• The Convergence

Green Financing, the next trend in town towards a sustainable city

Essays | Seah Rui Shan, Associate Essays Editor


Green Financing, the next trend in town towards a sustainable city.


It is awe-striking to think how Singapore has transformed into a world-class city-state within 54 years of nation building. Positioned as a financial centre and legal hub, Singapore has become the epicentre for investment and financial services. Equipped with expertise and resources, Singapore provides an extensive platform to facilitate projects for Asia’s infrastructure development, unlocking the region’s potential on the global scale. This essay posits that on top of playing a key role in creating an inclusive environment for infrastructure development in the region, Singapore can also serve as a green finance hub for Southeast Asia.

Singapore’s vibrant ecosystem

With a vibrant ecosystem for sourcing capital and a reputable hub for trade and investment, Singapore is an attractive location for international organisations to conduct their businesses. While many government-backed corporations, like the Government of Singapore Investment Corporation (GIC), have been the main driver behind the project pipelines that shapes Singapore’s strategic interest, Singapore’s reputation as an investment hub [1] has gained traction by investors over the years. Being increasingly diversified by the presence of many multilateral development banks and international organisations such as the Asia-Pacific Economic Forum significantly contributes to the vibrancy of Singapore’s infrastructure ecosystem.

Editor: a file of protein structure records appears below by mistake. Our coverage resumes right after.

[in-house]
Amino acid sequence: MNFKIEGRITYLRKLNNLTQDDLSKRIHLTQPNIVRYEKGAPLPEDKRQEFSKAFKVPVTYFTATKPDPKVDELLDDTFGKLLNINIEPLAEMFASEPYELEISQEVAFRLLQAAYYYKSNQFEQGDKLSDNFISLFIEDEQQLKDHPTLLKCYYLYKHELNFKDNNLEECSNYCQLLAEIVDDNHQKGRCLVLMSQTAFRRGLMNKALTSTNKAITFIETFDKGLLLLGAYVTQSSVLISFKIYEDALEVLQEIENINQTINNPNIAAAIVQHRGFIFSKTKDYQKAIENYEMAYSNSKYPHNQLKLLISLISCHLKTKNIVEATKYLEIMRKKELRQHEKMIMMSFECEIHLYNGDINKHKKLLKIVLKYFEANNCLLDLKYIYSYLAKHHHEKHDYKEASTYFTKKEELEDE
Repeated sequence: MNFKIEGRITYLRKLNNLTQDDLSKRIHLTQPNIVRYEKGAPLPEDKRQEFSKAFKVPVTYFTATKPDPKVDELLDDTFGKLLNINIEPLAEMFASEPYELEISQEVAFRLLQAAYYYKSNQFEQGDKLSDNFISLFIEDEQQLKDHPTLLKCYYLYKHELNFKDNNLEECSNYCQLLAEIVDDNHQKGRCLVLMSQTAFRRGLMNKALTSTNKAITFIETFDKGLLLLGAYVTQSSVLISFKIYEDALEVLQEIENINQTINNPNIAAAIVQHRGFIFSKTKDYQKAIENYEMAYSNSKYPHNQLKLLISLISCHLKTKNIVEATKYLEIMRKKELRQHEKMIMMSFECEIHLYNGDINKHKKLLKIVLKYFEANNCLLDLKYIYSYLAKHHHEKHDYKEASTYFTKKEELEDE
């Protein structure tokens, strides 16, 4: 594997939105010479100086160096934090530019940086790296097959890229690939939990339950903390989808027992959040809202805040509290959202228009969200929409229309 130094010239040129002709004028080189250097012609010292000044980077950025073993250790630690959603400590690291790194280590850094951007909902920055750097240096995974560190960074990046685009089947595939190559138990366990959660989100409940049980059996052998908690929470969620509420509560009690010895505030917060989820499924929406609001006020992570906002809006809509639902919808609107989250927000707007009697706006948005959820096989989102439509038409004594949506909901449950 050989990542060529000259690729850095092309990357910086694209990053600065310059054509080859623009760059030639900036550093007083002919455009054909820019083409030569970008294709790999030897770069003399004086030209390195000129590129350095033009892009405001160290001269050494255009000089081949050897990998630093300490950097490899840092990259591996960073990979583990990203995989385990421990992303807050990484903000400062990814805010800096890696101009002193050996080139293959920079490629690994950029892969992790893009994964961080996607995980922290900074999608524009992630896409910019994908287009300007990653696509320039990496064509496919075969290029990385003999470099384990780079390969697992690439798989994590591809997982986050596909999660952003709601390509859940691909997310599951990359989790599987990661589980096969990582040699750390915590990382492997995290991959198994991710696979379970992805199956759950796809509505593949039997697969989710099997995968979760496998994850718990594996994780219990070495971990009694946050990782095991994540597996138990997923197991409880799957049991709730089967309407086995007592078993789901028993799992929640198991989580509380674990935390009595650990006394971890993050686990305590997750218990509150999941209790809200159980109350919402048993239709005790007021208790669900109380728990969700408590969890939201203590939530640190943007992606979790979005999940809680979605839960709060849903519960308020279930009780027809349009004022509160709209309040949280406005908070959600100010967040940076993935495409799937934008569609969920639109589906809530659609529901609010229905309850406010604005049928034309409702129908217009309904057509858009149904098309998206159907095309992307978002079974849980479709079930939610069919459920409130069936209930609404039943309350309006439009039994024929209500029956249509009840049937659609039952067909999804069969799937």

Beyond engaging in infrastructural projects on its shores, Singapore has also begun providing services and expertise that facilitate infrastructure opportunities in Asia. In addition, Singapore has also been actively growing its pool of infrastructure fund managers and institutional investors who are keen on Asia-Pacific’s infrastructure investment opportunities. [2] These players include insurance companies specialising in political, credit and energy risk, help stakeholders to manage their risk. Hence, Singapore as an economically stable setting, particularly in the turbulent climate of the global economy further asserts itself as a dynamic seamless platform gathering local and international partners across the value chain. More than promoting informational exchange, Singapore offers a reliable and neutral venue in the case of dispute resolution, offering parties a full suite of dispute resolution services and boasts as an international centre for debt restructuring. [3]

A stepping stone for greater infrastructural development in Southeast Asia

The lack of good quality infrastructure has been a longstanding developmental challenge in Asia. Infrastructural needs are not only critical for economic growth but for the improvement of people’s quality of life, spurring governments to inject more capital for the financing of infrastructure. Additionally, Southeast Asia is currently facing an infrastructure gap of US$102 billion. [4] As such, Singapore can tap on its vibrant capital ecosystem and play a part as the centre of connectivity for greater regional collaboration. This can be carried out by facilitating greater public-private partnerships in the region. The provision of foreign capital and mobilisation of resources can aid governments in overcoming resource constraints and improve delivery.

Evidently, the infrastructural opportunities coupled with its strength of attracting an extensive international network capital makes Singapore a key player in unlocking Southeast Asia’s developmental potential.

Green Financing

What is Green Financing? Green Finance encompasses initiatives taken by private and public players (businesses, banks etc.) in developing, implementing and promoting projects with sustainable impacts through financial instruments with the goal of achieving sustainable development. An example of a Green Finance projects is the promotion of renewable energies. [5]